6 Works

Data from: Late Triassic (Julian) conodont biostratigraphy of a transition from reefal limestones to deep-water environments on the Cimmerian terranes (Taurus mountains, southern Turkey)

Yanlong Chen & Alexander Lukeneder
Sections at Aşağiyaylabel and Yukariyaylabel, Taurus Mountains, southern Turkey, provide a rare opportunity to investigate conodont faunas in detail across a reef to slope transition. Intensive sampling of limestone beds (wackestones to packstones) through approximately 3 m at these locations has led to the recognition of a new lower Carnian (Julian 1/2) conodont fauna within the Kartoz and Kasimlar formations. Members of the subfamilies Paragondolellinae and Pseudofurnishiinae are recognized. The genus Kraussodontus is reported for...

Data from: Visuo-spatial cueing in children with differential reading and spelling profiles

Chiara Banfi, Ferenc Kemény, Melanie Gangl, Gerd Schulte-Körne, Kristina Moll & Karin Landerl
Dyslexia has been claimed to be causally related to deficits in visuo-spatial attention. In particular, inefficient shifting of visual attention during spatial cueing paradigms is assumed to be associated with problems in graphemic parsing during sublexical reading. The current study investigated visuo-spatial attention performance in an exogenous cueing paradigm in a large sample (N = 191) of third and fourth graders with different reading and spelling profiles (controls, isolated reading deficit, isolated spelling deficit, combined...

Data from: Molecular investigation of genetic assimilation during the rapid adaptive radiations of East African cichlid fishes

Helen M. Gunter, Ralf F. Schneider, Immanuel Karner, Christian Sturmbauer & Axel Meyer
Adaptive radiations are characterized by adaptive diversification intertwined with rapid speciation within a lineage resulting in many ecologically specialized, phenotypically diverse species. It has been proposed that adaptive radiations can originate from ancestral lineages with pronounced phenotypic plasticity in adaptive traits, facilitating ecologically-driven phenotypic diversification that is ultimately fixed through genetic assimilation of gene regulatory regions. This study aimed to investigate how phenotypic plasticity is reflected in gene expression patterns in the trophic apparatus of...

Data from: Shifting barriers and phenotypic diversification by hybridisation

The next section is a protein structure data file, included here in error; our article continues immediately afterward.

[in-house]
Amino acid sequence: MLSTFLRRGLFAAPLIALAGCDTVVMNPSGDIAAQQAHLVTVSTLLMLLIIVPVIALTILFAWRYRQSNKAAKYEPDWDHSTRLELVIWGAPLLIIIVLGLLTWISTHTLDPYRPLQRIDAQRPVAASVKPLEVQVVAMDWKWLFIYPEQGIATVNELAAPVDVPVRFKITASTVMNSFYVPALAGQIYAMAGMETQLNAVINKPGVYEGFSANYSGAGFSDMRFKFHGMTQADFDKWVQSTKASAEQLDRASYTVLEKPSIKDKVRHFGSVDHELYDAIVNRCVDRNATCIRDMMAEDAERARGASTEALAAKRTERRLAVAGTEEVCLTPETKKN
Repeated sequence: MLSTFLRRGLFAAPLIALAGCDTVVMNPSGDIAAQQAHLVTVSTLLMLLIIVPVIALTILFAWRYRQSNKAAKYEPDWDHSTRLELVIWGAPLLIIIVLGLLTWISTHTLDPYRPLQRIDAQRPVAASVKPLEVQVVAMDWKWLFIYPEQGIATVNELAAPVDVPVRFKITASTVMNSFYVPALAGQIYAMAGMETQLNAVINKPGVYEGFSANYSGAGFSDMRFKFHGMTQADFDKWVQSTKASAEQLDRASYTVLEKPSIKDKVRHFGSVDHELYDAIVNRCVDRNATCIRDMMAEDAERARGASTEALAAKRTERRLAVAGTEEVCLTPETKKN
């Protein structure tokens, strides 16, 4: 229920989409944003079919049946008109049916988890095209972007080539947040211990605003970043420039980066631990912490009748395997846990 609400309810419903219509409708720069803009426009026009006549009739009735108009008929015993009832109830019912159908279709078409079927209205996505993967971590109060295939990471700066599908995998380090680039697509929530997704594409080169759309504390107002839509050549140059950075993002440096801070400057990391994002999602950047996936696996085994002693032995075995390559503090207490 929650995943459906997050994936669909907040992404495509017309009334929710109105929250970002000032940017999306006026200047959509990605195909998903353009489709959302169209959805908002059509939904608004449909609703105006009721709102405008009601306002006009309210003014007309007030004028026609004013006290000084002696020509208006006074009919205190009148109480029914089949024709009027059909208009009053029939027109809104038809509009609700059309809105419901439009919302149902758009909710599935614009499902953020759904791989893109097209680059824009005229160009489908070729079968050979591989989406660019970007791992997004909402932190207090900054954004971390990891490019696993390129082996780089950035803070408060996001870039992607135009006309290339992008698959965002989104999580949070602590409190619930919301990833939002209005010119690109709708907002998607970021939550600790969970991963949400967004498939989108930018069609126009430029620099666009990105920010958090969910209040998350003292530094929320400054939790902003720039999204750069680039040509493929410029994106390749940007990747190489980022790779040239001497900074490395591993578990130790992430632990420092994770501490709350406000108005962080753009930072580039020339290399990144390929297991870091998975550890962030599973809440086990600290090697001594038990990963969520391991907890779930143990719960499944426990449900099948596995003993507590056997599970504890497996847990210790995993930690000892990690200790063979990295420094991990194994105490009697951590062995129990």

Kristina M. Sefc, Karin Mattersdorfer, Angelika Ziegelbecker, Nina Neuhüttler, Oliver Steiner, Walter Goessler & Stephan Koblmüller
The establishment of hybrid taxa relies on reproductive isolation from the parental forms, typically achieved by ecological differentiation. Here, we present an alternative mechanism, in which shifts in the strength and location of dispersal barriers facilitate diversification by hybridisation. Our case study concerns the highly diverse, stenotopic rock-dwelling cichlids of the African Great Lakes, many of which display geographic colour pattern variation. The littoral habitat of these fish has repeatedly been restructured in the course...

Data from: High fidelity: extra-pair fertilisations in eight Charadrius plover species are not associated with parental relatedness or social mating system

Kathryn H. Maher, Luke J. Eberhart-Phillips, András Kosztolányi, Natalie Dos Remedios, María Cristina Carmona-Isunza, Medardo Cruz-López, Sama Zefania, James J. H. St Clair, Monif AlRashidi, Michael A. Weston, Martín A. Serrano-Meneses, Oliver Krüger, Joseph I. Hoffmann, Tamás Székely, Terry Burke, Clemens Küpper & Joseph I. Hoffman
Extra-pair paternity is a common reproductive strategy in many bird species. However, it remains unclear why extra-pair paternity occurs and why it varies among species and populations. Plovers (Charadrius spp.) exhibit considerable variation in reproductive behaviour and ecology, making them excellent models to investigate the evolution of social and genetic mating systems. We investigated inter- and intra-specific patterns of extra-pair parentage and evaluated three major hypotheses explaining extra-pair paternity using a comparative approach based on...

Data from: Cuticular hydrocarbon cues of immune-challenged workers elicit immune activation in honeybee queens

Javier Hernandez Lopez, Ulrike Riessberger-Gallé, Karl Crailsheim, Wolfgang Schühly & Wolfgang Schuehly
Recently, evidence has shown that variations in the cuticular hydrocarbons (CHCs) profile allow healthy honeybees to identify diseased nestmates, eliciting agonistic responses in the former. Here, we determined whether these ‘immunologic cues’ emitted by diseased nestmates were only detected by workers, who consequently took hygienic measures and excluded these individuals from the colony, or whether queens were also able to detect these cues and respond accordingly. Healthy honeybee queens were exposed to (i) healthy, (ii)...

Registration Year

  • 2017
    6

Resource Types

  • Dataset
    6

Affiliations

  • University of Graz
    6
  • Max Planck Institute for Ornithology
    1
  • University of Bath
    1
  • Northwest University
    1
  • National Autonomous University of Mexico
    1
  • Naturhistorisches Museum
    1
  • Deakin University
    1
  • Bielefeld University
    1
  • University of Debrecen
    1
  • University of Toliara
    1